Both enterovirus (EV) and respiratory syncytial virus (RSV) are respiratory viruses that cause millions of infections each year. Small children, the elderly, immunosuppressed patients and people with certain comorbidities are at risk of serious infections.


EV belongs to the picornaviridae family, a large group of single-stranded RNA-viruses that infects both people and animals. Human EV is divided into EV A-D and rhinovirus (RV) A-C.

More than 250 different human pathogenic EVs have been identified and new viruses are identified on an ongoing basis. EVs have been estimated to cause more than one billion human infections each year. As with many other RNA viruses, including coronaviruses, EVs mutate frequently and may be transmitted between human and animals, increasing the risk of serious infections and pandemic transmission.

“EV has been estimated to cause more than one billion human infections each year.”

EV primarily replicates in the gut and respiratory system, but the virus may spread to other organs and cause disease. A majority of EV infections are either asymptomatic or cause only mild disease (e.g., the common cold). But EVs may also cause serious diseases (e.g., meningitis, encephalitis, sepsis, myocarditis and paralytic disease) and death in vulnerable individuals.

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Respiratory Syncytial virus (RSV)

Each year, it has been estimated that, RSV causes about 30 million acute lower respiratory tract infections, about 3.2 million hospital admissions and more than 100,000 deaths. From a global perspective, RSV is a major cause of pediatric hospitalizations and deaths. In adults, RSV accounts for about 5–15% of the pneumonia cases during RSV season and, in the US, 11,000–17,000 adults die each year while tenfold more are admitted to the hospital with respiratory complications. In the US, the annual cost of RSV is estimated to be more than $600 million. It is worth noting that RSV hospitalizations are 16 times more prevalent than influenza hospitalizations.

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CUR-N399 is an HTA that targets the PI4KB enzyme with high affinity. This enzyme is located in the Golgi apparatus and is used by all EVs during replication. By inhibiting PI4KB, the EV is prevented from multiplying.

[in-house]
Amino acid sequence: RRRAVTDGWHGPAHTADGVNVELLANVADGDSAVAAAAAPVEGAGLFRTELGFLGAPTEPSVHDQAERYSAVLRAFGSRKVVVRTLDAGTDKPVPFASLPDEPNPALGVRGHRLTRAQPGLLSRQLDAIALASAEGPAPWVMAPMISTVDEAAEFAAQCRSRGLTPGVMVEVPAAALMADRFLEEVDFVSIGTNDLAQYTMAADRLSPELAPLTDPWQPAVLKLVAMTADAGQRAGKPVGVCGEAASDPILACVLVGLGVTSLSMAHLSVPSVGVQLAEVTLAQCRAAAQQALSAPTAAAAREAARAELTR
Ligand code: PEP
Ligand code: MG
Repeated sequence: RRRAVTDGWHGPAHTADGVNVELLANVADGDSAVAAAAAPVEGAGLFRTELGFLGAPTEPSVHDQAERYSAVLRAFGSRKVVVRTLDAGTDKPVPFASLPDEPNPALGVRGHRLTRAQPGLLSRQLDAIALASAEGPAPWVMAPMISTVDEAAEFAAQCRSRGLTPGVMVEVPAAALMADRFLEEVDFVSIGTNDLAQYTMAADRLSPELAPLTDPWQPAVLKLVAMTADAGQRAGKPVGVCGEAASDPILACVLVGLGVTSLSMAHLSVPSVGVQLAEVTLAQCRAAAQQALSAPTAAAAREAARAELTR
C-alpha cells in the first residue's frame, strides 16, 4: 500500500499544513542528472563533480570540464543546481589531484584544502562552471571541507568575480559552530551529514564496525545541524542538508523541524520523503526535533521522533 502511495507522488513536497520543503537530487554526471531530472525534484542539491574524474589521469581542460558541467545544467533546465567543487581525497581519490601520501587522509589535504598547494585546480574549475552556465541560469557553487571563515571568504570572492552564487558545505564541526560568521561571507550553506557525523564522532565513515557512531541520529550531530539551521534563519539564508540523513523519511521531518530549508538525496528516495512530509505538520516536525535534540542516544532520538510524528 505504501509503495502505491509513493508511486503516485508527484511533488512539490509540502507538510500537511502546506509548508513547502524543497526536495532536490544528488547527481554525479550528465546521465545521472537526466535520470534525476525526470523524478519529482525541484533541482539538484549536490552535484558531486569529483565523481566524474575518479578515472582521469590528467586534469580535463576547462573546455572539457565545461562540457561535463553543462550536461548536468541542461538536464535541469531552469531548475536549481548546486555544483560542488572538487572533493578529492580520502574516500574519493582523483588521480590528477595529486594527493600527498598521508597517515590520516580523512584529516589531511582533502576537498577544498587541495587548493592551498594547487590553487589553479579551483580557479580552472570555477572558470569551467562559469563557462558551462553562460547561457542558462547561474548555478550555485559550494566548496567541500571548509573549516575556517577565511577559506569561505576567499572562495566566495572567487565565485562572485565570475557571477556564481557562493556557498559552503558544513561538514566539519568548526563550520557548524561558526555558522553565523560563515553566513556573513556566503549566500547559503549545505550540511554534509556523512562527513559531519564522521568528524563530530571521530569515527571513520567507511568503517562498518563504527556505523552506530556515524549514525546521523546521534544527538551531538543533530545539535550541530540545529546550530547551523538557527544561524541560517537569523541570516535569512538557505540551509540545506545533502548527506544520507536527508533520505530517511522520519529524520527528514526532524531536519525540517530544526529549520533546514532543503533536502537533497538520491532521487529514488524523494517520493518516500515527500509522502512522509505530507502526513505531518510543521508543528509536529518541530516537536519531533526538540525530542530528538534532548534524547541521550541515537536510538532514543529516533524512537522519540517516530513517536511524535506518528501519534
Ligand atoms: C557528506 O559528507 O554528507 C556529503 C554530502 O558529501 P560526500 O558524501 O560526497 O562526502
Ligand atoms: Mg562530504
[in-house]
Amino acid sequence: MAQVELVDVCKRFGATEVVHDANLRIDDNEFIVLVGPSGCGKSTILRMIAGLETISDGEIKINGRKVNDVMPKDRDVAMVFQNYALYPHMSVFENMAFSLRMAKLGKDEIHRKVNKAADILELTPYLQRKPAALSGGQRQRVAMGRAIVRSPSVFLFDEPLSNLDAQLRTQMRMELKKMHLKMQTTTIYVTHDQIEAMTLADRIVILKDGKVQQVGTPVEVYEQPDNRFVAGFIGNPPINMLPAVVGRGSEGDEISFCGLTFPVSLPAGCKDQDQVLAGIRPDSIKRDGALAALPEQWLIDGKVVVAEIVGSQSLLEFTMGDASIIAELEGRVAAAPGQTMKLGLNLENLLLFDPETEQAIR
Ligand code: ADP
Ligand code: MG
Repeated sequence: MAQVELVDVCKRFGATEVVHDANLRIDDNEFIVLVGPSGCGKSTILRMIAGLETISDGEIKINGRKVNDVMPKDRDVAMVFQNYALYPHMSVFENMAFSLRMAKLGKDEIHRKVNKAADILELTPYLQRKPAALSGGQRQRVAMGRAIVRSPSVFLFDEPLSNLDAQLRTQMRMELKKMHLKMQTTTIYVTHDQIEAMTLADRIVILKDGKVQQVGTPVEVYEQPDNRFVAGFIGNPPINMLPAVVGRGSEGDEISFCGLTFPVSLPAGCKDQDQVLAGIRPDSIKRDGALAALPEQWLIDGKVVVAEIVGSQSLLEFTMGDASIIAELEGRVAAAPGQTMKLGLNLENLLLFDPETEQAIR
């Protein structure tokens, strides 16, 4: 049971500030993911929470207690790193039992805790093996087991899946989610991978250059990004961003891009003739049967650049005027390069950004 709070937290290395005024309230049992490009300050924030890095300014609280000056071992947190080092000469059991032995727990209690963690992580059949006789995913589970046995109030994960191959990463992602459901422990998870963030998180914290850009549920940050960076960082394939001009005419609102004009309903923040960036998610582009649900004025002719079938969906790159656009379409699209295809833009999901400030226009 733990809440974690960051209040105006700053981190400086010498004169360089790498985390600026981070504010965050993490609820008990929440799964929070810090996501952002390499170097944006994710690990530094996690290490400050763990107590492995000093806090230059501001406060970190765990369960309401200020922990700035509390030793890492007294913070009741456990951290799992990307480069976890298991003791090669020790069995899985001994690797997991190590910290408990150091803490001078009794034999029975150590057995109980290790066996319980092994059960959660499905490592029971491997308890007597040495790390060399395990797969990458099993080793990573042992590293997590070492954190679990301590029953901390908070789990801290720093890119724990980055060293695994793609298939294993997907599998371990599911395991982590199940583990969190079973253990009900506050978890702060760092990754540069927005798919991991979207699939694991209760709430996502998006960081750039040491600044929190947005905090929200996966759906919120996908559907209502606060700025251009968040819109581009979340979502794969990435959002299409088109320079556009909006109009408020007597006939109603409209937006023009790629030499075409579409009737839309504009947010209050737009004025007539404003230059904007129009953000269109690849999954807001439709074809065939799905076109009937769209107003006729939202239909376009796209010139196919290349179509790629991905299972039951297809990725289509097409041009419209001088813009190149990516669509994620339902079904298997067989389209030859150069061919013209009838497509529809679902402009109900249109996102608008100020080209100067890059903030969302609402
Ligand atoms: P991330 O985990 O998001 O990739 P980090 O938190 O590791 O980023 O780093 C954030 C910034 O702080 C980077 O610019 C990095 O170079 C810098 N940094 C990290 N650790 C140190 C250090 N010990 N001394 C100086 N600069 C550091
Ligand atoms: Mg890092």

CUR-N399 is the candidate drug selected for clinical development following the design, synthesis and screening of hundreds of PI4KB inhibitors. CUR-N399 displays potent antiviral effects in the micro to lower nanomolar range for all EVs tested. Tested EVs include virus representatives from the EV subgroups EV-A, EV-B, EV-C and EV-D, and rhinoviruses RV groups RV-A and RV-B. Studies have shown a potent antiviral effect and reductions in virus-induced inflammation in several infection models.

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Phosphatidylinositol 4-kinase III beta (PI4KB)

Phosphatidylinositol 4-kinases (PI4Ks) are involved in the replication of several viruses, including EVs. P14Ks have been identified as potential antiviral targets.

PI4Ks synthesize phosphatidylinositol 4-phosphate, are evolutionarily conserved, and include several human isoforms. They regulate trafficking between the Golgi and the membrane. It has been shown that several RNA viruses, including EV, may hijack PI4Ks and use the PI4K-enriched organelle membranes as replication platforms.

PI4KB, one of the PI4K protein isoforms, has been shown to be important in the replication of EVs specifically, and high levels of this protein are present in EV replication membranes throughout infection. PI4KB was selected as a target for Curovir’s novel EV antivirals based on the anticipation that inhibiting PI4KB would counteract EV infection by preventing the virus from replicating.

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Pleconaril is a direct acting antiviral (DAA) that is mainly effective on the rhinovirus subgroup of EV. The drug was developed in the 1990s for treating the common cold and exacerbations of asthma.

Pleconaril exerts its effects by acting directly on the virus, interfering with several processes in the virus’s replication. In 2001, Viropharma, Inc. submitted a new drug application to the FDA for use of pleconaril in the treatment of the common cold. The application was rejected based on safety concerns mainly attributable to the risk of serious drug interaction due to its effects on the CYP3A4. Pleconaril has also been used in several compassionate use programs for the treatment of serious EV infections.

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